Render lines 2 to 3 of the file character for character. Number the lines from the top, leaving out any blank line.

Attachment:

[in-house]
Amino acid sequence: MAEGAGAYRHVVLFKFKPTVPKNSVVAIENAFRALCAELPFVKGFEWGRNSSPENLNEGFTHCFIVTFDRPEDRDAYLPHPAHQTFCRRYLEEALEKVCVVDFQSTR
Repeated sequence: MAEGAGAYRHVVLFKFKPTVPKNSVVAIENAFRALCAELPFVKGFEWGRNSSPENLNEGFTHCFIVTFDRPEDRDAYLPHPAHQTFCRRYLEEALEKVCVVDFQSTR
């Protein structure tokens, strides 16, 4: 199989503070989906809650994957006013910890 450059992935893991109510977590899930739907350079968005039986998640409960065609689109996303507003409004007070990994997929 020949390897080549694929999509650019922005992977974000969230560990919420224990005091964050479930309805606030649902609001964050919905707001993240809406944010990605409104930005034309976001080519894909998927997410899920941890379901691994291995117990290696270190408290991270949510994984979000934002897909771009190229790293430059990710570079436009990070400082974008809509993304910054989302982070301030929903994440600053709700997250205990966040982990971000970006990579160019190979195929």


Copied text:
Amino acid sequence: MAEGAGAYRHVVLFKFKPTVPKNSVVAIENAFRALCAELPFVKGFEWGRNSSPENLNEGFTHCFIVTFDRPEDRDAYLPHPAHQTFCRRYLEEALEKVCVVDFQSTR
Repeated sequence: MAEGAGAYRHVVLFKFKPTVPKNSVVAIENAFRALCAELPFVKGFEWGRNSSPENLNEGFTHCFIVTFDRPEDRDAYLPHPAHQTFCRRYLEEALEKVCVVDFQSTR